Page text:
Since my last posting, I have worked hard at making waders! Such discouragement! And that is why there have been no posts for so long.
I went to work figuring out why they were waders.
Mostly, I chose the wrong styles and colors.
Not all was lost as I learned a bit of technique.
I can adjust patterns to fit me - broad back, sway back, petite, fba.
I can make a pretty good dart.
Here is a top which is not quite right, but not a wader: NewLook 6356, view A (which is the black floral). [Double clicking a picture enlarges it.]
This is a gauze top that fits fairly well. I had to tweak the neckline - to be a bit lower - and I should have excluded the zipper. I didn't realize gauze has quite a generous amount of stretch. That was a "duh" moment. The gauze is also too fragile to hold a zip - I should pick out the zipper and simply sew up the seam. (Think I'll do that this afternoon while football is on the telly.)
After this, I switched from sewing wovens to trying my hand at knits.
I've read that some people are afraid to touch knits.
But I'm having great success with them. This is probably due to the rather large FBA with small waist that I have. I need to gain experience and confidence to do what I need to do: pinch in that waist (so that I don't look like I'm wearing a moo moo).
I find that due to the stretch characteristic of knits, I don't need such a large FBA. A small bust dart seems to suffice.
I started sewing with cotton blend knits.
My first try was a cross over. Kwik Sew 2694, view A. I loved how easily this came together. After a couple of wearings - and after making a few other tops, I realized I needed to take in the side seams and did so. I also took in the underlayer of the crossover so that it fit more snuggly to avoid neckline gapping. Since this was my first knit, I used my standard large FBA. Such a long dart!
(I am just too lazy to iron and try on clothes right now!)
I ordered Pamela's Patterns "The Perfect T-Shirt" pattern. I exchanged a few emails with Pamela (such a sweet lady!) and she offered me a new DVD, which I see is now available on her website. I highly recommend this DVD for new sewers. Watching Pamela lay out the knit in preparation for sewing (while breezily chatting about what she is doing) was only one of the many helpful things Pamela includes in the lesson.
A white "Perfect T."
I made the version with darts. There is an undarted version for those who don't need a bust dart.
Compare the length of this dart with the length of the darts on the purple top above. Such a difference!
I took in the sides, as Pamela suggested in her instructions, and took the sides in again. You can't see from this picture, but the hemline has a beautiful and flattering feminine curve.
I tried a rayon/lycra blend - good success, but had a bit of skipped stitches so switched from using ballpoint needles to stretch needles. Less skipped stitches, but still not perfect. I'm wondering if it is due to my machine. I don't have a serger, so stitching is done with a very narrow zig-zag. I made this top in a "V" neck. I have worn this top several times.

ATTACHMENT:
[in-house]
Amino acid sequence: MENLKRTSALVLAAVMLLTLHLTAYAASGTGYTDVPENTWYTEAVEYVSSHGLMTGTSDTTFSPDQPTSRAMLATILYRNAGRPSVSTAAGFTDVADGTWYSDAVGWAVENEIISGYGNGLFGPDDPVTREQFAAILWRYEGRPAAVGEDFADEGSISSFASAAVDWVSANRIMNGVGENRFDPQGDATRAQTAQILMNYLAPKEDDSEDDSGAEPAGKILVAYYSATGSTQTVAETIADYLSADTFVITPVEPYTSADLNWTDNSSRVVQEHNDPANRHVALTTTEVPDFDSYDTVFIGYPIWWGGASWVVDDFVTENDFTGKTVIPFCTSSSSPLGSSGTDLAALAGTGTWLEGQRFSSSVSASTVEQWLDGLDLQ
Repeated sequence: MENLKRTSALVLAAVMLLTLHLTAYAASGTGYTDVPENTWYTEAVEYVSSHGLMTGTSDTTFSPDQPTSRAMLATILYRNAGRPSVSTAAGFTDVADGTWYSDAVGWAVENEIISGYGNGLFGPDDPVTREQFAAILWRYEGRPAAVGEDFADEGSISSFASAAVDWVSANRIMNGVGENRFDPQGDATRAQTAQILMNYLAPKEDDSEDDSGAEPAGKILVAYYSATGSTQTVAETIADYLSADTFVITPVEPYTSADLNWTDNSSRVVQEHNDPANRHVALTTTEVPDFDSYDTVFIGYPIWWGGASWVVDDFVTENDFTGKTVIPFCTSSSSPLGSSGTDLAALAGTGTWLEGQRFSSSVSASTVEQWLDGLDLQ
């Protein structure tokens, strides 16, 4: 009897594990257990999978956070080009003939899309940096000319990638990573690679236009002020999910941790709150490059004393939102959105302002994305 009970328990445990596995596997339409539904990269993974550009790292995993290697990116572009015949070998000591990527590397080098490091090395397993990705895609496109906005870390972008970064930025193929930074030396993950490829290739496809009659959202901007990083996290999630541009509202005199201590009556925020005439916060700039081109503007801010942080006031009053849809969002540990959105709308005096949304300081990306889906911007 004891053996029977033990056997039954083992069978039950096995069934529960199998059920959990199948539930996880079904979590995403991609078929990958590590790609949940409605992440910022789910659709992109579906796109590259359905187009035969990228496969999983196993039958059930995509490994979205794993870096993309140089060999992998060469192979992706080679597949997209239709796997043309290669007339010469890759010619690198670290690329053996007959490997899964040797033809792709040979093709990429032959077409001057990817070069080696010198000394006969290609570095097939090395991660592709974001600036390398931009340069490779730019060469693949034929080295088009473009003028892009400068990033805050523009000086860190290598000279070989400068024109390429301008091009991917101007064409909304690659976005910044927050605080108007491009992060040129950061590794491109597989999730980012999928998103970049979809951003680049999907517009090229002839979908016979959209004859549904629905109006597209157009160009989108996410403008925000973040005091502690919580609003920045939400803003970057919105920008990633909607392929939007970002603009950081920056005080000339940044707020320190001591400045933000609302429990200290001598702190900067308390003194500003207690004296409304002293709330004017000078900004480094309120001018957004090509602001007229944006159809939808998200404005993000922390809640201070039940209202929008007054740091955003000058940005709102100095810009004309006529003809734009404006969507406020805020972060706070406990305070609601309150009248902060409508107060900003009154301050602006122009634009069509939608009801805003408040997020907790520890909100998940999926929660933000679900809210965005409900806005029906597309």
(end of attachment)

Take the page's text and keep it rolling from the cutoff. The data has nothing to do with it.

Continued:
My next project was Loes Hinse sweater set in white. I love the look of this set and the way the stitching plays a large part of the interest. I have to confess that I did not put any buttons on the cardigan....though I would like to put in just one buttonhole near the neckline. I've not yet made any buttonholes! The shell is too short in the front due to my FB. In future versions, I will add a couple of inches to the center front, tapering to the sides.
Here's my latest: I took Loes Hinse' sweater set, combined the shell with the cardigan, added a center back seam (to adjust a sway back), and made a deep "v" neck pullover with a 3/4 inch sleeve. This fits beautifully except that the darts can use a bit of adjusting. I will be making this top in a variety of fabrics with several tweaked effects.
As I was writing this blog post, I noticed on Loes' website a "V Neck Tunic." My tunic. The one I spent hours making a pattern for.
Well, now I know I can. I can imagine and make it reality.
My basic sewing techniques include:
- I use a narrow zig-zag for seams
- I use Steam-a-Seam Lite for turning neckline seams and sometimes on hems
- I use stay tape stabilizer on shoulder seams (being sure to sew it to the back shoulder piece because I find it itchy if it contacts my skin)
- I use stretch needles
- I take my time. My attitude has shifted from "hurry, get this done" to "enjoy the process." This has made a huge difference in producing successful garments. I'm glad I learned this early in my sewing renewal.
I have spent hours watching online tutorials and reading sewing blogs. The generosity of those who take the time to teach others is amazing! Videos which show the sewist handling fabric at the machine has helped me tremendously. Thank you all!